What is the Blaze? A small team of artists comes together to carve more than 7,000 jack o’ lanterns, many of which are fused together in elaborate constructions such as life-size dinosaurs and eight-foot-tall working jack-in-the-boxes, all lit up throughout the wooded walkways, orchards, and gardens of historic Van Cortlandt Manor in Croton-on-Hudson, N.Y.  Favorite installations such as the Undersea Aquarium and Jurassic Park are joined this year by new creations which include an immersive Pumpkin Planetarium and Circus Ghost Train featuring clowns, animals, and other colorful circus characters, all of which are constructed of jack o’ lanterns.
Creative Director Michael Natiello leads a small team of Historic Hudson Valley staff and local artists who do the carving. More than 1,000 volunteers help scoop out and light the pumpkins. Café Blazé, by Geordane’s of Irvington, will be offering culinary treats including soup, veggie chili, muffins, pumpkin cookies, and cider. Augmenting the visitor experience this year will be new music created by professional musician, radio personality, and Halloween fanatic Richard Christy.
Van Cortlandt Manor is located at 525 South Riverside Avenue, just off Route 9 in Croton-on-Hudson. Proceeds support Historic Hudson Valley, the Tarrytown-based private, non-profit educational organization that owns and operates the historic sites that host these events. Take a peek at their website to view the fantastic photos of some of the jack o’ lantern displays.
Tickets can be purchased online at www.hudsonvalley.org or by calling 914-366-6900. Rob Schweitzer, Director of Marketing and Public Relations, suggests booking early as capacity is limited.  Admissions are by advance purchase timed tickets.

September 30, 2015 |

Change of Season – Change of Decor

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By Evelyn J. Mocbeichel

 

One of the positive things about the cooler weather coming is that I feel more ambitious, especially about converting to home decorations that reflect the season. It is time to remove the summer pastels and switch to autumn colors in the home. To me this is what makes our area’s change of seasons the most inviting. Sprucing up your home does not have to be an expensive ordeal or entail major renovations as one article I recently read explained. Many of the tips in the article were home improvements that cost under twenty dollars!
Ideas
A fresh coat of paint always makes a room feel new and inviting, especially if you pick a different color. Be daring and add a splash of color to your rooms, coming away from boring beige and “earth tone” colors. Then take a look at the exterior of your home, including the color of your front door or shutters. Some homeowners like a bright red front door, but other accent colors are equally eye appealing. Don’t forget to look at the house numbers on your mailbox or house. Are they illegible or worn? For safety and home location identification, they should be clear to read. Window treatments can add a lot of interest to your home, especially in the kitchen where most of us spend much of our time. Café curtains can be purchased for less than ten dollars a pair at your discount store and can liven up any eating area instantly. The same is true for bedrooms or guest rooms. If you sew, buying fabric works out to be even less expensive than buying ready-made curtains.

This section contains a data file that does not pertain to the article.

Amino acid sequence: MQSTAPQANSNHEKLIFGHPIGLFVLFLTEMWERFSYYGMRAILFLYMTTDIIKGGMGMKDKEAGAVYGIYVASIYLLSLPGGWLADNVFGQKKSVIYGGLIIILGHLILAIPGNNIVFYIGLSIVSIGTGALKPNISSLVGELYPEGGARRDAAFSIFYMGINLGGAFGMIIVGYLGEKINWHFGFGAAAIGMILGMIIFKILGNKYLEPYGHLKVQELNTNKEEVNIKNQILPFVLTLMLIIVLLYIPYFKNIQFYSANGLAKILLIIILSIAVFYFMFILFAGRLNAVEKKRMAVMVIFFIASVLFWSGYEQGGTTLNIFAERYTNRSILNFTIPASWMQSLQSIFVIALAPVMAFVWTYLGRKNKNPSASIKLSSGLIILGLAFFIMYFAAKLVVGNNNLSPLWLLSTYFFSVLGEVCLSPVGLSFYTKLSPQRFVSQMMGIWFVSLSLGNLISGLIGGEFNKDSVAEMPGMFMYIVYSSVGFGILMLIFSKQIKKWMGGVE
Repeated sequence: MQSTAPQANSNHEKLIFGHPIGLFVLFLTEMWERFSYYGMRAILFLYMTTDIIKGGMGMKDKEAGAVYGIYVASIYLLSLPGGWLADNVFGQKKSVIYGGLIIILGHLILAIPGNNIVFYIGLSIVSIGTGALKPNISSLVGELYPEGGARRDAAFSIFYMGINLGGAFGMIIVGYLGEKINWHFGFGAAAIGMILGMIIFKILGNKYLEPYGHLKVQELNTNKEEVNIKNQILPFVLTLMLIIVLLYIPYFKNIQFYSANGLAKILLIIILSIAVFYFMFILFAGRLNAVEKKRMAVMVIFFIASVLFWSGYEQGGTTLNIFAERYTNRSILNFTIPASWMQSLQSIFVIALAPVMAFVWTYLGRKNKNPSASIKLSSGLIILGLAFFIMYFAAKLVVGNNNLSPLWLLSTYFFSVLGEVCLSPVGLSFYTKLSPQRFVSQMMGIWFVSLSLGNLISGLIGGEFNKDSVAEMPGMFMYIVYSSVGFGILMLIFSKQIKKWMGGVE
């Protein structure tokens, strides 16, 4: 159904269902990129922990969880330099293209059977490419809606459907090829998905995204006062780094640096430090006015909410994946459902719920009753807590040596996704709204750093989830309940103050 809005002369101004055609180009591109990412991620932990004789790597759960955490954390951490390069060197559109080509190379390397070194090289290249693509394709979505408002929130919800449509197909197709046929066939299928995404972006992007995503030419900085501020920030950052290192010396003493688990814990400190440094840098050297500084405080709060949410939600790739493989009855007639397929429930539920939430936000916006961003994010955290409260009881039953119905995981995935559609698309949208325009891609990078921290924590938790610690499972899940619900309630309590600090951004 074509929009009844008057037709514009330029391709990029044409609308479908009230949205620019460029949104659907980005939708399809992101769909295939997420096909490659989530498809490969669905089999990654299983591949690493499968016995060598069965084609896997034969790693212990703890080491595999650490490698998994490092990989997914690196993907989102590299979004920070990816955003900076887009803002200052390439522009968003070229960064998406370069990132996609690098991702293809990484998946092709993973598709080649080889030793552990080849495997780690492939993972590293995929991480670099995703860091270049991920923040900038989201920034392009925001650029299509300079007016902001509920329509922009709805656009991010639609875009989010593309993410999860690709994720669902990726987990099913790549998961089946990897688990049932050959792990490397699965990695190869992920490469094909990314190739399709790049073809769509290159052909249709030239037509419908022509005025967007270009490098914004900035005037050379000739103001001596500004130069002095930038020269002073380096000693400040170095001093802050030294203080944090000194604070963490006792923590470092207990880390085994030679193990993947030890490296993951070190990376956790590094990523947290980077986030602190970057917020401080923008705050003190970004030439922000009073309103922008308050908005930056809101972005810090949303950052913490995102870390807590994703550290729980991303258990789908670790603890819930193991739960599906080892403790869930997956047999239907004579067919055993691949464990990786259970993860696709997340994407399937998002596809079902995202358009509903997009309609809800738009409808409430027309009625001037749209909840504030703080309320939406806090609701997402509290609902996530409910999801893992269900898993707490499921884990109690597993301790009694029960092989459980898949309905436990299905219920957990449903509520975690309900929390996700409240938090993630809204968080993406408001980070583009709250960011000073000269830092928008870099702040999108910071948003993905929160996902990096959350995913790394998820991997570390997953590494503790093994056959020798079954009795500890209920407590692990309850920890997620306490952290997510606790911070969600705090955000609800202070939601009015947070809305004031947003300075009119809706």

At our house, a favorite fix-up is changing cabinet handles and doorknobs in the house that have become worn looking over years of use. My husband changed all the kitchen cabinet handles to shiny new ones and waxed the cabinets. They look as good as when he first installed them twenty years ago! If your budget does not include buying new handles, consider painting them. While you are looking around the house for inexpensive upgrades, check out your electric plate covers and wall outlets. Home building centers offer designs to complement any room and fit into any budget. You may save money by painting an electric plate cover if it is sturdy and in good condition, rather than replacing it.
Happy sprucing up!

September 23, 2015 |

Protect Your Child’s ID

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By Evelyn J. Mocbeichel